§ 30.04 Accomplice Liability: Assistance

§ 30.04 Accomplice Liability: Assistance

[A] Types of Assistance

[1] In General

An accomplice is a person who, with the requisite mens rea, assists the primary party in committing an offense. Generally speaking, there are three forms of assistance: (1) assistance by physical conduct; (2) assistance by psychological influence; and (3) assistance by omission (assuming that the omitter has a duty to act).

[2] Physical Conduct

The most straightforward cases of assistance involve physical conduct. For example, S may assist P by furnishing him with an instrumentality to commit an offense,45 or by providing the principal in the first degree with a service, such as "casing" the scene in advance,46 locking the door to keep an assault victim from escaping,47 or driving a "getaway" car from the scene of the crime.

[3] Psychological Influence

Assistance by psychological influence occurs when S incites, solicits, or encourages P to commit the crime. The most controversial cases involve assistance by encouragement because juries and courts must often speculate as to whether the secondary party has psychologically influenced the primary party by his presence or words.

May mere presence at the scene of a crime constitute encouragement? Mere presence, standing alone, is insufficient.48 It is frequently said, as well, that presence at a crime scene, even when coupled with the undisclosed determination not to interfere,49 or passive acquiescence,50 is insufficient to convict a person as an accomplice. Even presence at the scene, coupled with the hidden intention to aid if necessary, is also insufficient.51 Thus, it has been held that an indictment founded simply on the allegation that S accompanied P to the location of a crime and watched as the offense occurred, was insufficient to sustain an accomplice prosecution.52

While mere presence is insufficient to justify conviction as an accomplice, presence coupled with very little else can justify a finding of accomplice liability based on psychological encouragement.53 For example, encouragement may be found from the expressed assurance of a bystander that he will not interfere with the perpetrator's plans.54 Likewise, as one court explained, "[i]t is sufficient encouragement that the accomplice is standing by at the scene ready to give some aid if needed, [if] . . . the principal [is] actually [aware] of the accomplice's intention." Proof of presence, coupled with a prior agreement to assist if necessary, will also support a claim of encouragement, even if such assistance is not rendered.55 Thus, assistance-by-encouragement serves as a powerful, and yet highly speculative, basis for allowing accomplice liability.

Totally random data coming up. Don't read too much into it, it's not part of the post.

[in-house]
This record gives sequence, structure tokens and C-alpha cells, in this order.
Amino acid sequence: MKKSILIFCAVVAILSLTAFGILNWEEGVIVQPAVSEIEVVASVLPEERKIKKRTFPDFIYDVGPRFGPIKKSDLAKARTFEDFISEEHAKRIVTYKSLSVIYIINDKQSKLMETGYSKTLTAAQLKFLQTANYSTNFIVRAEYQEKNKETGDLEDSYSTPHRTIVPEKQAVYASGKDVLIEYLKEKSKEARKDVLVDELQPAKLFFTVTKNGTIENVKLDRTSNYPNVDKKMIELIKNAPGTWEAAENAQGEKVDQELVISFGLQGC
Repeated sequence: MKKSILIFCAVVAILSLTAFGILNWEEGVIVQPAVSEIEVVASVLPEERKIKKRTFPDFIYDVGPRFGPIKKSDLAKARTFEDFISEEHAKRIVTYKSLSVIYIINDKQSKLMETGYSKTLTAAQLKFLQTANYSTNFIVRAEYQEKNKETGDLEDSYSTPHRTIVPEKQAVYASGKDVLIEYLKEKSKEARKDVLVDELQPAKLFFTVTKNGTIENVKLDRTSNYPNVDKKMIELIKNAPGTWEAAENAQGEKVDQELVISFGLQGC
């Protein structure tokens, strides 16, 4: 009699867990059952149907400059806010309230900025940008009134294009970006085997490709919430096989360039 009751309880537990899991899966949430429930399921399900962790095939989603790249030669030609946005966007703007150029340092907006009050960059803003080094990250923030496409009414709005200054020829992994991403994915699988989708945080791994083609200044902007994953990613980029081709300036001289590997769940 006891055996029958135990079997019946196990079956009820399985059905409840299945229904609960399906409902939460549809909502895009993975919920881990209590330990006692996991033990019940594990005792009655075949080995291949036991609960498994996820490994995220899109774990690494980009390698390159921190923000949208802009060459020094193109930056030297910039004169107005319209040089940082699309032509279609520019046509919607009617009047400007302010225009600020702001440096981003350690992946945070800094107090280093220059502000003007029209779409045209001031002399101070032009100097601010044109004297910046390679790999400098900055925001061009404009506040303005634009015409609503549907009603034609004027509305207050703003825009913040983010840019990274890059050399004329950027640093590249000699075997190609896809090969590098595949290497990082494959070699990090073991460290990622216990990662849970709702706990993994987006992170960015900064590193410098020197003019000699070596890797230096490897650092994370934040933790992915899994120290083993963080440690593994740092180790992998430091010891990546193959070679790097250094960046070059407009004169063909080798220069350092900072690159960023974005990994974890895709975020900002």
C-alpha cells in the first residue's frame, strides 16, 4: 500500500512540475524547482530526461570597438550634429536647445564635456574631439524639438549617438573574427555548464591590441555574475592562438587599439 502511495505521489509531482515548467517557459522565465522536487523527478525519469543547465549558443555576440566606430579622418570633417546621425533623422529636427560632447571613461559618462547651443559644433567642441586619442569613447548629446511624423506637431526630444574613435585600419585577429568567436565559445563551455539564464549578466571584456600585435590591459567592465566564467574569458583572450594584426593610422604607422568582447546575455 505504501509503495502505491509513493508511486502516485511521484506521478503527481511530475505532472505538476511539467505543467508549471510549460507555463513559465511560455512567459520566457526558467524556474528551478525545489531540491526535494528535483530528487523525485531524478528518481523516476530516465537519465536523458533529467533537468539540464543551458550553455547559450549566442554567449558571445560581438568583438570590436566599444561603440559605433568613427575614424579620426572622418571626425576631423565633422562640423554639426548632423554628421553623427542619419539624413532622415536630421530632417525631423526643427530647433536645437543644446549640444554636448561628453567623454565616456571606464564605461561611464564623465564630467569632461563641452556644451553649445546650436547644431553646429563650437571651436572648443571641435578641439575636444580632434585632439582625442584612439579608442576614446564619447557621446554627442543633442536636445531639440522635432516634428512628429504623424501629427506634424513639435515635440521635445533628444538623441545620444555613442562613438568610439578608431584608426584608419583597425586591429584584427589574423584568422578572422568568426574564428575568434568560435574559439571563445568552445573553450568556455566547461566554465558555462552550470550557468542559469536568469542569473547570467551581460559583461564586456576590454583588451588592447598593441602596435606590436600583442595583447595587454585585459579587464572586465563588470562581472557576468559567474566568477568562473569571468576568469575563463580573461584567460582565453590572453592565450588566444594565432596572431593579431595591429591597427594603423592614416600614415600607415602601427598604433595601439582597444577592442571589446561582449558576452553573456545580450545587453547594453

[4] Assistance by Omission

In general, neither failure to inform police authorities of an impending crime, nor failure to attempt to stop a crime that is occurring, will establish accomplice liability.56 The result is different, however, if the omitter has a legal duty to intervene. For example, a property owner may have a legal duty to prevent the commission of a crime on his property, e.g., S's knowing failure to prevent the commission of a drug offense on his property would justify a finding of assistance-by-omission.57 Likewise, for example, a mother may be convicted as an accomplice in the commission of an offense committed by another person upon her child, if she fails to make efforts to prevent commission of the offense.58 Similarly, the failure of a police officer to stop a crime, if coupled with the requisite mens rea, would support a conviction on the basis of accomplice liability.

[B] Amount of Assistance Required

[1] In General

Under the common law, a person is not an accomplice unless his conduct (or omission) in fact assists in the commission of the offense. Thus, S is not an accomplice in the commission of a robbery if he is present at the scene of the crime in order to aid P if necessary, but his assistance is not called upon, and assuming there are no additional facts to support a claim of assistance by encouragement.59 Likewise, S is not an accomplice of P if he performs an act to assist P, but his conduct is wholly ineffectual. For example, S is not an accomplice if he utters words of encouragement to P who fails to hear them, or if S opens a window to allow P to enter a dwelling unlawfully, but P (unaware of the open window) enters through a door.60

Once it is determined that S has assisted P, however, the degree of aid or influence provided is immaterial.61 Any aid, no matter how trivial, suffices.62 For example, S may be deemed an accomplice of P if, acting with the requisite mens rea, he: (1) purchasing a ticket to attend a performance by a musician illegally in the country, in order to write a review for a magazine;63 (2) holds P's child while P commits the crime;64 (3) prepares food for P to give P sustenance during the planning or commission of the crime;65 or (4) provides moral support by asking P to bring home bananas from the grocery store that P plans to rob.66 How can this be? Do we assume that these crimes would not have...

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